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[Page 78]

He is an extraordinary character evidently full of presence and is known as the King of Orsova. After dinner called on some friends of his and had some music.

Monday 17th November
Breakfast late. Fletcher had much business to transact during the morning, so I did some reading. Lunched at Imperial Hotel and afterwards motored to the Iron gates and took some photos. The name "Iron Gates" does not as would imply refer to huge mountains guarding in a narrow passage the river proper. At this point the river is about  ¾ mile wide  €“ but the river here was barred by rapids until the Austrians cut away a canal on the right bank. Passed the island of Ada Kaleh still occupied entirely by Turks, but did not have time to visit it. At Orsova there is a big Sturgeon fishing industry with its attendant Caviarre.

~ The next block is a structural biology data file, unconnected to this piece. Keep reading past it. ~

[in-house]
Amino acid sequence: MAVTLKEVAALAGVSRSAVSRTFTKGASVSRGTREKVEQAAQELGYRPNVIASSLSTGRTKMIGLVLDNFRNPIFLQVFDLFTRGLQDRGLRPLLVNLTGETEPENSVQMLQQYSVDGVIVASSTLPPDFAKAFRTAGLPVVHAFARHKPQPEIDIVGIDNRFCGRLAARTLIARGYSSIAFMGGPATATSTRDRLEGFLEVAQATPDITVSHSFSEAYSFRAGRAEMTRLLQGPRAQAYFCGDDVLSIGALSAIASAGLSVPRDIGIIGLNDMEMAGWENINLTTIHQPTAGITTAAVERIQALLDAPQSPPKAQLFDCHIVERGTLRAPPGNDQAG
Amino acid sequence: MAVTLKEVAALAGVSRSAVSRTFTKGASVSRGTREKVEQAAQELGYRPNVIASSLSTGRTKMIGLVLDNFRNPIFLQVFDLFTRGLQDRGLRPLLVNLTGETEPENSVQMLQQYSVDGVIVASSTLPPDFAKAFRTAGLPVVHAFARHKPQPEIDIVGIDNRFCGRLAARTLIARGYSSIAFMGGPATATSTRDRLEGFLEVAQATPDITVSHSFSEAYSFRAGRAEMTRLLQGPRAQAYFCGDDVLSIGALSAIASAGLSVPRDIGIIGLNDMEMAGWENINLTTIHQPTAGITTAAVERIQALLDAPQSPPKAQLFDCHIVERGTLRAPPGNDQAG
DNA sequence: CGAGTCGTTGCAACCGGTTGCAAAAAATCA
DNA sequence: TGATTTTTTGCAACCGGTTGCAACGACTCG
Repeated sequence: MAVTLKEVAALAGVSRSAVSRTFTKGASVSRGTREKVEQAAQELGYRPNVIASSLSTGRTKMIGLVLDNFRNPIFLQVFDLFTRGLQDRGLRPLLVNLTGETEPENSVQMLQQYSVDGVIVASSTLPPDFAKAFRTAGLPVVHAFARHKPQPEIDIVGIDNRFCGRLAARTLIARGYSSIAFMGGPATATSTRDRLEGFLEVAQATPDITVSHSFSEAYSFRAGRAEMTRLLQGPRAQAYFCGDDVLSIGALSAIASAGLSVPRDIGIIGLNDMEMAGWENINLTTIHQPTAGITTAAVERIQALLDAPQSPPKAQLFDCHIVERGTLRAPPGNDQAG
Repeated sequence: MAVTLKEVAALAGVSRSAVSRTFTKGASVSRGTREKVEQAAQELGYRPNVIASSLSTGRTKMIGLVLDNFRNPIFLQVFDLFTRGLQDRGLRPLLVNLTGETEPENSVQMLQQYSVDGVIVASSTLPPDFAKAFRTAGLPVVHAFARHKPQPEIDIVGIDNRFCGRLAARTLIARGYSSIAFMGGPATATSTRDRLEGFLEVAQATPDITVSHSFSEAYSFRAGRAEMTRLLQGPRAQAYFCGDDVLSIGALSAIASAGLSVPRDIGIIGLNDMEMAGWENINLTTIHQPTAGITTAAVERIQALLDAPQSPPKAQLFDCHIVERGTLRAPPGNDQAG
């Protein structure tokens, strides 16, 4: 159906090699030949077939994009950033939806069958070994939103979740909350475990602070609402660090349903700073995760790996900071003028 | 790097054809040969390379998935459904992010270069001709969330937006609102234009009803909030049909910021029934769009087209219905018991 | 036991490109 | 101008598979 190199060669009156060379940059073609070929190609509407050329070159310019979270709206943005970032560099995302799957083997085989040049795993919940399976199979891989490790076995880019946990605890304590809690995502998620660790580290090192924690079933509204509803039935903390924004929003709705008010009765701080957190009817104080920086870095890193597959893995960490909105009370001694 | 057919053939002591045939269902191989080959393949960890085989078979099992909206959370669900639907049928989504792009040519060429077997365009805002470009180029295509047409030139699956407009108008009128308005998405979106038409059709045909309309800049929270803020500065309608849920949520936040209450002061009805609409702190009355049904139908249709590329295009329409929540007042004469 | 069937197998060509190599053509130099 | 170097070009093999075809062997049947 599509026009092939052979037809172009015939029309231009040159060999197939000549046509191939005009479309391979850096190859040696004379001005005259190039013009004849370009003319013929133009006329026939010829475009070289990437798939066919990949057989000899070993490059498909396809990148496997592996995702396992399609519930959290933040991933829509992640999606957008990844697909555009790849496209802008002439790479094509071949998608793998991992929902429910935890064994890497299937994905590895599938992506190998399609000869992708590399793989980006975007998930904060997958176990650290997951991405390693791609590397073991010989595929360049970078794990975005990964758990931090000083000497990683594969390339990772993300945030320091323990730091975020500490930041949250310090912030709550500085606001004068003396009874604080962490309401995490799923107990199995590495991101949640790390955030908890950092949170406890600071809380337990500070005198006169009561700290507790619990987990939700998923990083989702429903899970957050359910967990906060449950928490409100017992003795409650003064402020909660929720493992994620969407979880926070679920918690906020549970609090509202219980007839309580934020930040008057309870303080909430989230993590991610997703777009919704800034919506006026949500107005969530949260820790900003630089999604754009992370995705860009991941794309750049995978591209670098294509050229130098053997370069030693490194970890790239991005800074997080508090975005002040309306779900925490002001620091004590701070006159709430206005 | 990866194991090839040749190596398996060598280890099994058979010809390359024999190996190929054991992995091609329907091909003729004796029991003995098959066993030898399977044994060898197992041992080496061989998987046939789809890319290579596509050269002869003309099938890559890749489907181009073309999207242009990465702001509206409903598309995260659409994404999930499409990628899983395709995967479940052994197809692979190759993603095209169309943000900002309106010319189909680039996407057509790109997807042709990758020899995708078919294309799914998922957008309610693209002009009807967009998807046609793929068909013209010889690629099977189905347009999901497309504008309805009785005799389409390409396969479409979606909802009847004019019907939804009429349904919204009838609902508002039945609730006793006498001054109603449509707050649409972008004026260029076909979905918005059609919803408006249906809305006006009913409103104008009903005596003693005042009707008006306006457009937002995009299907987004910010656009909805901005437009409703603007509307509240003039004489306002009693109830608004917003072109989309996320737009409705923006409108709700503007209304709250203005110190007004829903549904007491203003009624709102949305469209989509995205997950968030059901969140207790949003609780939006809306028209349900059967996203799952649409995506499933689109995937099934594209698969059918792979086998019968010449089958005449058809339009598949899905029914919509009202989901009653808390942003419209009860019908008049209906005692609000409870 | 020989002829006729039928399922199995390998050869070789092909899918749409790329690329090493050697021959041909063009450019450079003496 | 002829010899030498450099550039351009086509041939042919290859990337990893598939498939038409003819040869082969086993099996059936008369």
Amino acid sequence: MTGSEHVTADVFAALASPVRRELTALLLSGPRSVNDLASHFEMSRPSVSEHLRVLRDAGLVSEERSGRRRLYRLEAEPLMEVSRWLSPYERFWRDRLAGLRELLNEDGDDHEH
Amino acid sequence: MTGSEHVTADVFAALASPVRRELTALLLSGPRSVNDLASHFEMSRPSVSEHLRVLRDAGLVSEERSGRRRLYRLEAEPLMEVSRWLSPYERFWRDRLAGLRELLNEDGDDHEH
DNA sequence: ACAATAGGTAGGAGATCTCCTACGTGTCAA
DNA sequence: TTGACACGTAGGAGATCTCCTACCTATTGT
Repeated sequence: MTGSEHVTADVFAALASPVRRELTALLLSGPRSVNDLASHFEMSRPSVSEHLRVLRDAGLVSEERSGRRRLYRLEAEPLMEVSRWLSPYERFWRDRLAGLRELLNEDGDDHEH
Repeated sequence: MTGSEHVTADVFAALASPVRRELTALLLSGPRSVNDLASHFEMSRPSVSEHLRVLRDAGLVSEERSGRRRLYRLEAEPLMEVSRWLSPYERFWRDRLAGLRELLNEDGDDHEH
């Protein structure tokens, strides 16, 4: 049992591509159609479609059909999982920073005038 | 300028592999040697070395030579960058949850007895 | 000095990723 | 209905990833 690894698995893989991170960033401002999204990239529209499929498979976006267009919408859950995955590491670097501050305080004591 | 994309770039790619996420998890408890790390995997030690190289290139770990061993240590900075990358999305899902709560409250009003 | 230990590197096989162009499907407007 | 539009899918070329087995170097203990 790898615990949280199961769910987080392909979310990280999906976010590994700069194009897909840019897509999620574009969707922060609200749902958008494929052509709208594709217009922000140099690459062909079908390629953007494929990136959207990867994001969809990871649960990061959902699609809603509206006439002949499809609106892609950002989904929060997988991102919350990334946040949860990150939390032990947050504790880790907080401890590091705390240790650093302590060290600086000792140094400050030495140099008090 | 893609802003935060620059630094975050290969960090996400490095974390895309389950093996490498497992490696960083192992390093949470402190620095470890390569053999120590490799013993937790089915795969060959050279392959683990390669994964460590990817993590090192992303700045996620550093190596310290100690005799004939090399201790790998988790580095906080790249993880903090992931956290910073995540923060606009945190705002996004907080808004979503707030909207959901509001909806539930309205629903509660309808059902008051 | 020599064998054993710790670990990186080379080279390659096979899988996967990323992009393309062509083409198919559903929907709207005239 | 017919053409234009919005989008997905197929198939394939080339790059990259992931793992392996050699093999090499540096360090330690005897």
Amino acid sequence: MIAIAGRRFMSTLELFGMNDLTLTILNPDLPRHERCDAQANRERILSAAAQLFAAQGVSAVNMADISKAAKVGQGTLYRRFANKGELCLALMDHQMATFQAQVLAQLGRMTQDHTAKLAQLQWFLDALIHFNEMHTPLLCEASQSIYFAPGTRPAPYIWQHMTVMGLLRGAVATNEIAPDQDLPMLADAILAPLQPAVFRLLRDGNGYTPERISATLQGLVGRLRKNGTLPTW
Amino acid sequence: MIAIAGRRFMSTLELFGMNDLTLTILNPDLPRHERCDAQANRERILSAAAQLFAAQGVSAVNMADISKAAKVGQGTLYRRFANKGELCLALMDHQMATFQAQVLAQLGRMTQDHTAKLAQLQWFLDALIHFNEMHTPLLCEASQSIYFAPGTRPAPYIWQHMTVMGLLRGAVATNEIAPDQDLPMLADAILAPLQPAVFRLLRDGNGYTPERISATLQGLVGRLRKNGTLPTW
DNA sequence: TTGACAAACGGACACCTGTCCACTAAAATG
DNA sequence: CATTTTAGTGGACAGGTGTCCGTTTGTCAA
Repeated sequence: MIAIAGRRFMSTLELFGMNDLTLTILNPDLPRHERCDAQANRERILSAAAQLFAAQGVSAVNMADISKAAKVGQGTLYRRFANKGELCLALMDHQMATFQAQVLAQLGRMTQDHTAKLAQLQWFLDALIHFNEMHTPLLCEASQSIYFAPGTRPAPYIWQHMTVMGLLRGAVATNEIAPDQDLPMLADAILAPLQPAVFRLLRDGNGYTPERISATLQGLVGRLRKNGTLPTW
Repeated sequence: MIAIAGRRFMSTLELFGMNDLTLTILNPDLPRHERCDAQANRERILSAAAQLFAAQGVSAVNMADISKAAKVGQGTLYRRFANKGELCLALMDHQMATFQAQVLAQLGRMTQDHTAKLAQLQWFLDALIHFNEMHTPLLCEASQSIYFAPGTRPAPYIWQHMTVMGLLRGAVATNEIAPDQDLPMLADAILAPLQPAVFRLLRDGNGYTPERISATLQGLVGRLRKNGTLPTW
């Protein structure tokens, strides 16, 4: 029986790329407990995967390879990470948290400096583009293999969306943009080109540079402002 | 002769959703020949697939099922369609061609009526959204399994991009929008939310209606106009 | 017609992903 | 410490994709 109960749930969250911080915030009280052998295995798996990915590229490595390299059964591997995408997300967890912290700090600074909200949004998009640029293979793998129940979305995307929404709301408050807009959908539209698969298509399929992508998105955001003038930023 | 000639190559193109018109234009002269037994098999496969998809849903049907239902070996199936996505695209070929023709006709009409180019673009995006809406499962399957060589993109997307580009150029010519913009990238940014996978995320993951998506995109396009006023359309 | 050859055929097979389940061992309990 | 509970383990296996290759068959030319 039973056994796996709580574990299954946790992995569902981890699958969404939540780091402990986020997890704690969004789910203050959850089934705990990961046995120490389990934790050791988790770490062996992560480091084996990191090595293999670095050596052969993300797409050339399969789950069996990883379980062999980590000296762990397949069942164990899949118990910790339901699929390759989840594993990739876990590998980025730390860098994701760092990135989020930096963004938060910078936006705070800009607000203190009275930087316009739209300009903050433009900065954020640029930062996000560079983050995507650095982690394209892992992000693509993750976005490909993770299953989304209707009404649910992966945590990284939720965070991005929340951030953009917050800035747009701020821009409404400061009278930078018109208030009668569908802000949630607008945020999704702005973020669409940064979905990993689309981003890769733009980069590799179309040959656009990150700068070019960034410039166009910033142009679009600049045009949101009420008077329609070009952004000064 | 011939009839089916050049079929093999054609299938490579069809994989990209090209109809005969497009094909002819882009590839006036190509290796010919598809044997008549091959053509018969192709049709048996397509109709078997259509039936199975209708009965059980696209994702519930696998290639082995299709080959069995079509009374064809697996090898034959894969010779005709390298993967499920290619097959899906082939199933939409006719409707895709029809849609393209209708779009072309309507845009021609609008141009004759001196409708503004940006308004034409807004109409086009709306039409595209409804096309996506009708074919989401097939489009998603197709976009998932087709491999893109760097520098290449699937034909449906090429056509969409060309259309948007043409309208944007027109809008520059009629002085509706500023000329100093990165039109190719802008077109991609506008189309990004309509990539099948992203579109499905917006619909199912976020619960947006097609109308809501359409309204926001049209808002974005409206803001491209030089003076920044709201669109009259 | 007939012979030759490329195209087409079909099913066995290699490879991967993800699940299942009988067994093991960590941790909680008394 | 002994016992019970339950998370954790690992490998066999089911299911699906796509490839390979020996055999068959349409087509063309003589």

There is no love lost between Serbs and Roumanians. The ships of neither country dare touch at the wharves of their neighbour, and there is constant friction, which admiral Troubridge and his Staff generally have to settle. Orsova is now occupied by Roumanian troops, who are not at all considerate to the Hungarian population. They loot what they will and on the slightest provocation apply the lash apparently never more or less than 25 strokes. Caught train from Orsova at 7pm for Bucharest. Dined on train. Our carriage and indeed all carriages, filthy damaged and insanitary. A bitter cold night no glass in windows, and no light other than candles provided by ourselves. Our two companions were Roumanian nuns. Much snow.

Tuesday 18th November
Arrived at Bucharest at 9 am. Secured room at Grand Boulevard Hotel with the assistance of the Staff of the British Military Attache. Lunched with Col Duncan (M.Attache) and [indecipherable], afterwards called on Commander in Chief and Minister for War, presenting letter of introduction. Arranged for trip to oil and battle fields commencing 8 am tomorrow and lasting three days. A Major as guide and a car provided by Minister for War. Dined at Hotel with Col Duncan Parnell and O'HaraWood. Bucharest a much finer town than Belgrade. Wood and Parnell off to the theatre. I remained in Hotel and entered up diary.
Roumanian rate of exchange 1 pound British = 100 lei

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